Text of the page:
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Logging crimes cited in Aural Sanctuary

Logging crimes cited in Aural Sanctuary

A new report by the forest watchdog organization Global Witness (GW) describes widespread

illegal logging in the Mount Aural Wildlife Sanctuary with the involvement of senior

members of the Cambodian government.

The report, entitled "Taking a Cut: Institutionalized corruption and illegal

logging in Cambodia's Aural Wildlife Sanctuary--a case study", lists numerous

civilian and military officials by name as being involved in taking "payments

levied through extortion" from the illegal timber trade.

"Conditions in Aural precisely illustrate the institutionalized corruption prevalent

across the country and the government's conspicuous failure to address it,"

says the report. "Aural also testifies to the lack of government commitment

to preserving the country's protected areas, where cutting of trees is prohibited

under any circumstances. The wildlife sanctuary's centerpiece, Aural Mountain, is

Cambodia's highest peak and an important part of the country's natural heritage.

In the absence of rule of law, however, Aural is not only subject to innumerable

logging operations, but also plays host to a substantial downstream timber-processing

industry."

Senior Royal Cambodian Armed Forces (RCAF) officials from Military Region 3 are cited

as being heavily involved in the forest crimes.

Officials from RCAF's Military Intelligence Division, the Prime Minister's Bodyguard

Unit B-70, the Forest Administration, the Ministry of Environment and the National

Police are also named.

The report, which is expected to be officially released today, also identifies 15

timber dealers and describes the links they maintain with government and military

officials and the various ways that illegally felled timber is processed and transported,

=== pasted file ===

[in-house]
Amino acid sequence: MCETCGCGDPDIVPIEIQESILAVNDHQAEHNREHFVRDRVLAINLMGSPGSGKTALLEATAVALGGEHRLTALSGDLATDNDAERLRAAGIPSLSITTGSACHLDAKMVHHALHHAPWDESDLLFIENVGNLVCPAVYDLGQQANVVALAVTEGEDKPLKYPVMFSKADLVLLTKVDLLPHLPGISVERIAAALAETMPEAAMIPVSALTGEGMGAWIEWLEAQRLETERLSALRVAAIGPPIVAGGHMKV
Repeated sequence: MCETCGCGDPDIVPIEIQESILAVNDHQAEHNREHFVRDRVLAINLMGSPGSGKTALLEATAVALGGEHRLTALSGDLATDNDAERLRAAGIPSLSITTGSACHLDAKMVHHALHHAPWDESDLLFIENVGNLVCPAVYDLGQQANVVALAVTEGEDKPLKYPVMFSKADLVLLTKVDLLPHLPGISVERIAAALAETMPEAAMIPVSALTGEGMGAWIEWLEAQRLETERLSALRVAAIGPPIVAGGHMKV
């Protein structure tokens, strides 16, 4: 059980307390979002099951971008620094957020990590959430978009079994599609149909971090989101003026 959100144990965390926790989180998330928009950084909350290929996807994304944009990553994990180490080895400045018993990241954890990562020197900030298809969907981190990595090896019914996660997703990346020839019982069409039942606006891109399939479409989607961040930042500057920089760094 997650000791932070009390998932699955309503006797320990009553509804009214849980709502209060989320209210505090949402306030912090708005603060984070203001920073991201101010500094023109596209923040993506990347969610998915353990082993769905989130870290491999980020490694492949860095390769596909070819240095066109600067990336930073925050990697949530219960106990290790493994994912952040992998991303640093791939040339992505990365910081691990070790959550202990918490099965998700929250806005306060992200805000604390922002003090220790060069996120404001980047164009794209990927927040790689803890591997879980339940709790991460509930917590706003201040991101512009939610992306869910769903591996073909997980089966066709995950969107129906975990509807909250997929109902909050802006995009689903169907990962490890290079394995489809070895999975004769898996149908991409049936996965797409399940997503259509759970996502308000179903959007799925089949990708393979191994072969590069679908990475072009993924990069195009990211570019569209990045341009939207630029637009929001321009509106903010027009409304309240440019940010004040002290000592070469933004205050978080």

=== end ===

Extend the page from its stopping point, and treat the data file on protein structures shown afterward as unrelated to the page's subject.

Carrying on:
with much of the wood allegedly going to Vietnam.

While the amount of timber being cut in the sanctuary is difficult to verify, GW

says that "by June [2004] there were approximately 20-40 trucks carrying timber

out of the wildlife sanctuary each day. These vehicles vary in size. Most are small

three ton trucks capable of transporting 3-5 [cubic meters] of sawn timber, although

some businesses use much larger models with a capacity of around 35 [cubic meters]."

Information collected by GW indicates that in all of Aural District there were, in

April 2004, 450 chainsaws, 65 sawmills operating band saws and 35 sawmills operating

large fixed circular saws.

Both commercial grade wood and luxury grade species used for furniture are being

cut and processed, according to GW. Technically, under Cambodian law, many of the

woods are protected and may not be cut under any circumstance.

The report documents an extensive system of bribes and payoffs that are made by wood

traders, machinery operators and transporters to a variety of government entities.

It also underscores how difficult it would be to stop the illegal trade. "Anyone

trying to break the timber industry is not only going up against well-connected businesses,

but also the full spectrum of official institutions profiting through informal taxation,"

says the report. "The latter are much more powerful than the businesses and

in most cases they are armed."

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